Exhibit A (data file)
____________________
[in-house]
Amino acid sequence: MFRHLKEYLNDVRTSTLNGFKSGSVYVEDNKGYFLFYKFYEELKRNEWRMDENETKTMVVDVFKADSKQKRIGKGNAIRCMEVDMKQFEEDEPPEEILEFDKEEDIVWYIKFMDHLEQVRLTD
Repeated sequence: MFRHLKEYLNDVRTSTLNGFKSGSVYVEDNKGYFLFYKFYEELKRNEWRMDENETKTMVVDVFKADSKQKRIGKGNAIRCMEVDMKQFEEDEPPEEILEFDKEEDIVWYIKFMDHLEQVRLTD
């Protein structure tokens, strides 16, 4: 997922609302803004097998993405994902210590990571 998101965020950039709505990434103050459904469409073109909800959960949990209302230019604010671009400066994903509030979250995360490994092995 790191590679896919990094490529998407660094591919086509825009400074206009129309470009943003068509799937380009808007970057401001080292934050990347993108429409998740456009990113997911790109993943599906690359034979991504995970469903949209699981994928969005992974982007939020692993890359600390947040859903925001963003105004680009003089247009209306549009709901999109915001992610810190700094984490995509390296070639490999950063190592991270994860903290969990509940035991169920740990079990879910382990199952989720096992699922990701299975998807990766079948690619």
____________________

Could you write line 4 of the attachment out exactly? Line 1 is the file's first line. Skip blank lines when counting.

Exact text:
């Protein structure tokens, strides 16, 4: 997922609302803004097998993405994902210590990571 998101965020950039709505990434103050459904469409073109909800959960949990209302230019604010671009400066994903509030979250995360490994092995 790191590679896919990094490529998407660094591919086509825009400074206009129309470009943003068509799937380009808007970057401001080292934050990347993108429409998740456009990113997911790109993943599906690359034979991504995970469903949209699981994928969005992974982007939020692993890359600390947040859903925001963003105004680009003089247009209306549009709901999109915001992610810190700094984490995509390296070639490999950063190592991270994860903290969990509940035991169920740990079990879910382990199952989720096992699922990701299975998807990766079948690619």